Batris W. Perovich, Appellant, v. Glens Falls Insurance Company, a New York Corporation, Appellee, 401 F.2d 145 (9th Cir. 1968)Annotate this Case
John Joseph Hall (argued), Los Angeles, Cal., for appellant.
Willard C. Williams (argued), of Long & Levit, Los Angeles, Cal., for appellee.
Before MERRILL and BROWNING, Circuit Judges, and SOLOMON, District Judge.*
SOLOMON, District Judge:
In 1961, Glens Falls Insurance Company paid Batris W. Perovich $10,268.35 to compensate him for the theft of equipment insured by Glens Falls. Glens Falls later discoverd that Perovich had made numerous material misrepresentations of the value of the stolen goods. Under the terms of the insurance contract, these misrepresentations voided the contract, and Glens Falls sued for a refund. Perovich appeals from the judgment entered on the jury's verdict for Glens Falls.
Perovich first contends that there was insufficient evidence that he misrepresented value. There is no merit in this contention. The evidence shows that one man who worked four hours and used materials which cost less than $200.00 made equipment which Perovich valued at $1,100.00. Perovich's original estimate for the entire loss was $3,500.00. Even though Perovich subsequently told a deputy sheriff that much of the equipment had been recovered, his final claim exceeded $10,000.00.
Perovich next contends that he is entitled to a new trial to prove that he did not misrepresent value. Perovich asserts that he failed to produce evidence to justify his claim because he was misled by the Court's remark that the issue of value seemed moot. The Court made this statement when Perovich proposed to refrain from offering any evidence of value if Glens Falls were precluded from offering any rebuttal evidence on value. After an extended discussion, the Court did not rule that Glens Falls' evidence was insufficient, but the Court, based upon an understanding of the parties, directed that Glens Falls would have to be content with evidence already introduced unless Perovich introduced evidence of value. The Court's earlier statement, taken in context of the discussion, was neither prejudicial nor misleading.
In his third contention, Perovich asserts that the verdict must be set aside because the Court refused to instruct the jury (1) that Glens Falls had no right to rely on Perovich's representations if Glens Falls had notice of circumstances from which it could have discovered Perovich's misrepresentations, and (2) that Glens Falls could not claim that it was misled since it could have discovered Perovich's misrepresentations by pursuing its own investigation.
Perovich cites Elkind v. Woodward, 152 Cal. App. 2d 170, 313 P.2d 66 (1957), and Carpenter v. Hamilton, 18 Cal. App. 2d 69, 62 P.2d 1397 (1936). Neither of these cases support his position. Elkind v. Woodward, supra, holds that a buyer may not rescind a purchase if he did not rely on the seller's misrepresentations. Carpenter v. Hamilton, supra, holds that a buyer may not rely on the seller's fraud if the buyer inspected the property and knew of its condition.
Here, Perovich admitted in the pretrial order that Glens Falls had made payment in reliance on his representations.
In addition, the Court instructed the jury that Glens Falls must prove that it reasonably believed Perovich's representations. The Court correctly refused Perovich's requested instructions. We believe that an insurance company may recover money paid in reasonable reliance on its insured's fraudulent claim.
In his fourth contention, Perovich says that the Court erred by refusing to submit the meaning of the term "Tate Cement Mortar Lining Machine," used in the insurance policy, to the jury. The issue in this action was whether Perovich materially misrepresented the theft, the value, or his ownership of the equipment. The definition of "Tate Cement Mortar Lining Machine" is irrelevant to this issue, and the Court properly refused to submit it.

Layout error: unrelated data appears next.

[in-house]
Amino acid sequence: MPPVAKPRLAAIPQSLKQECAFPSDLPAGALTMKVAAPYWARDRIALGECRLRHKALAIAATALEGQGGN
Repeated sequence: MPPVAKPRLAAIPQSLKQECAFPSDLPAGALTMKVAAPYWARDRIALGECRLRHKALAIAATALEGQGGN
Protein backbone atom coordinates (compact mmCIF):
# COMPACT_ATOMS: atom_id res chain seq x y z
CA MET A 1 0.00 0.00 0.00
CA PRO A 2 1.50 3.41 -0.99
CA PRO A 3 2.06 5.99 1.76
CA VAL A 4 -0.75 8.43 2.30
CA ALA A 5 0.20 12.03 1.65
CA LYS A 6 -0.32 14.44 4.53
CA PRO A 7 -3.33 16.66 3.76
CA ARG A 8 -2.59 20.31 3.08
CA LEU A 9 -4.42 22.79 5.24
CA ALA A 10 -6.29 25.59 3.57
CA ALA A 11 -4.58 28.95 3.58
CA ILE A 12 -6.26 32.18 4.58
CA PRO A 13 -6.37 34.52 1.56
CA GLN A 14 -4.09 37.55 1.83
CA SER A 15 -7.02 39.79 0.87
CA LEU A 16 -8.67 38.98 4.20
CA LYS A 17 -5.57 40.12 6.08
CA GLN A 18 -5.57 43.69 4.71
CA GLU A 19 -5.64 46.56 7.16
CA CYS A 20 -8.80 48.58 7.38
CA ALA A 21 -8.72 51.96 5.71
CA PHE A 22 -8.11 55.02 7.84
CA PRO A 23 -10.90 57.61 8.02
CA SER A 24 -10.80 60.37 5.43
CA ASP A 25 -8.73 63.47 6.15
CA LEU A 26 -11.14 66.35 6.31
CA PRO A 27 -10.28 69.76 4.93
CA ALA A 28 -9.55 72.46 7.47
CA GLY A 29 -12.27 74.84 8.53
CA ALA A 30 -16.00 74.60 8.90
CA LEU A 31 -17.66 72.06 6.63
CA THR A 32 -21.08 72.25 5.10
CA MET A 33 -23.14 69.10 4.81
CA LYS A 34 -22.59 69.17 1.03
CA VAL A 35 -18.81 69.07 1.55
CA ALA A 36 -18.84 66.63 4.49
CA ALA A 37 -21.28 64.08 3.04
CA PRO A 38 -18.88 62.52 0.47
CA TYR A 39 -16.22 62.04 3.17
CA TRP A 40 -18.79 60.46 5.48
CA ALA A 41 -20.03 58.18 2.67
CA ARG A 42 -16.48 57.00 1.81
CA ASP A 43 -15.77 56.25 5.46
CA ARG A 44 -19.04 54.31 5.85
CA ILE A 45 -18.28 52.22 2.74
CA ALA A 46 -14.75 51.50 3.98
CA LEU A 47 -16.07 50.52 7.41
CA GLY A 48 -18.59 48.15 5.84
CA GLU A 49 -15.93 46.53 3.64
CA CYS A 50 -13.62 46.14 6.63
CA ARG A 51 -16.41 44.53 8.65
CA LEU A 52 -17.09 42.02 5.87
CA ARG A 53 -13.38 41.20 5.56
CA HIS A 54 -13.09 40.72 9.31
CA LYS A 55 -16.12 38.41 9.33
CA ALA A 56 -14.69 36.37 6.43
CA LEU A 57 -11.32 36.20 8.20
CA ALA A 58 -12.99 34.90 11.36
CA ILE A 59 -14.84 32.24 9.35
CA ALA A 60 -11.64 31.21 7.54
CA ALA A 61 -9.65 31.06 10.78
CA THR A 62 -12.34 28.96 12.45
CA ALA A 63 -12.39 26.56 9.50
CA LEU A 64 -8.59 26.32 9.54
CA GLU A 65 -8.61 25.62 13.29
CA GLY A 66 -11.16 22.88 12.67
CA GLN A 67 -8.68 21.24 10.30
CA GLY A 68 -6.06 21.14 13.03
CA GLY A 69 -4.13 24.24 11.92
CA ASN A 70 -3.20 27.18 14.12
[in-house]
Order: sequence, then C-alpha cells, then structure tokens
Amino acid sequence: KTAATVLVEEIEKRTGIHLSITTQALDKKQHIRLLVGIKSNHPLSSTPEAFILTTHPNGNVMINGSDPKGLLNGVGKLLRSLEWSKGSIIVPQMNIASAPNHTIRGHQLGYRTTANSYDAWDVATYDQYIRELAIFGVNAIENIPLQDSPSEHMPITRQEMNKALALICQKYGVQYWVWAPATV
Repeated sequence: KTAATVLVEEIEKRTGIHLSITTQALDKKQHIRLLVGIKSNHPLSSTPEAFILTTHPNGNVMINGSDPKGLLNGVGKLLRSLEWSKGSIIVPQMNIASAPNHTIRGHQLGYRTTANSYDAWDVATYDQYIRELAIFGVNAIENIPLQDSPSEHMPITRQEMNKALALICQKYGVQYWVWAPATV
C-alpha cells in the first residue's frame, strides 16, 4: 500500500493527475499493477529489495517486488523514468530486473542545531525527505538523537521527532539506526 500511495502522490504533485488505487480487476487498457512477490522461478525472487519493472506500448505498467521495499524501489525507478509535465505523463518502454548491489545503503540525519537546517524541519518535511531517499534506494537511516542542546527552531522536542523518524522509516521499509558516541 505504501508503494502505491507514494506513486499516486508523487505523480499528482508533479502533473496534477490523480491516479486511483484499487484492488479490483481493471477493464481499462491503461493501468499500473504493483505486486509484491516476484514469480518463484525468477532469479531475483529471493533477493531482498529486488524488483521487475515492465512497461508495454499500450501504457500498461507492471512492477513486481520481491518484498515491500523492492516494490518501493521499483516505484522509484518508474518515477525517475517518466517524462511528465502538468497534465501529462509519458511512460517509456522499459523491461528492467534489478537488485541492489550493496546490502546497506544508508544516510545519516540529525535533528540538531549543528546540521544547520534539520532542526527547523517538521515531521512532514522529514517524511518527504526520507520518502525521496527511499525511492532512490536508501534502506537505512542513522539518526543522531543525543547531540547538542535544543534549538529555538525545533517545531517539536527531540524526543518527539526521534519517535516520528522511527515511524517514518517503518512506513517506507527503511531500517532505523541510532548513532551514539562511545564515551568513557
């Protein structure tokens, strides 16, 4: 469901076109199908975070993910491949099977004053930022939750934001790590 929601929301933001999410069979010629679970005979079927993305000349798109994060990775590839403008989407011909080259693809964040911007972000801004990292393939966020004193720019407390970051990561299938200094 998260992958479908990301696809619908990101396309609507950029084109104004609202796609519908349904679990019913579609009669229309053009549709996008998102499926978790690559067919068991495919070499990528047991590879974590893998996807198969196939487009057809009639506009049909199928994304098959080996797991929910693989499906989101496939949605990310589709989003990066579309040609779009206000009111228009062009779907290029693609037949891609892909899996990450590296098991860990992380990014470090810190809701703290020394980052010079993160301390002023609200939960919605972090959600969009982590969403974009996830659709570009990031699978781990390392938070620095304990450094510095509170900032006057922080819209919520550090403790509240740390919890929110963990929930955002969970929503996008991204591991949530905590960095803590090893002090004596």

Perovich also contends that the verdict must be set aside because the Court did not comply with Rule 26(d) (3), Federal Rules of Civil Procedure, before permitting Glens Falls to read a deposition to the jury.
When Glens Falls sought to read the deposition, Perovich objected because there was no showing that the witness was unavailable. In response to the Court's questions, counsel for Glens Falls offered to prove that the witness resided and was employed in New Jersey and that he could not be obtained because of the airline strike. The Court then permitted Glens Falls to read from the deposition and Perovich did not renew his objection. Perovich has never contended that the witness was available. In these circumstances, Perovich's contention that the verdict must be reversed for alleged non-compliance with Rule 26(d) (3) is frivolous.
Perovich's next contention that the verdict is not supported by the evidence is an afterthought. The verdict is supported by ample evidence. Perovich grossly overvalued the equipment he owned. Several of his employees testified that he did not own as much equipment as he claimed was stolen. Other evidence shows that Perovich's "partner" owned some of the equipment and that it was not stolen.
Finally, Perovich contends that the judgment for the whole payment cannot stand because Glens Falls is entitled to recover only the difference between the payment and Perovich's actual loss. There is no merit in this contention.
The insurance policy provides that it is void if the insured misrepresents any material fact. Perovich's misrepresentations voided the policy, Baldwin v. Bankers & Shippers Insurance Company of New York, 222 F.2d 953 (9th Cir. 1955), and Glens Falls is entitled to recover the full payment made under the policy. 6 Appleman, Insurance Law and Practice § 4010.
All of Perovich's contentions are without merit and the judgment is
The Honorable Gus J. Solomon, United States District Judge for the District of Oregon, sitting by designation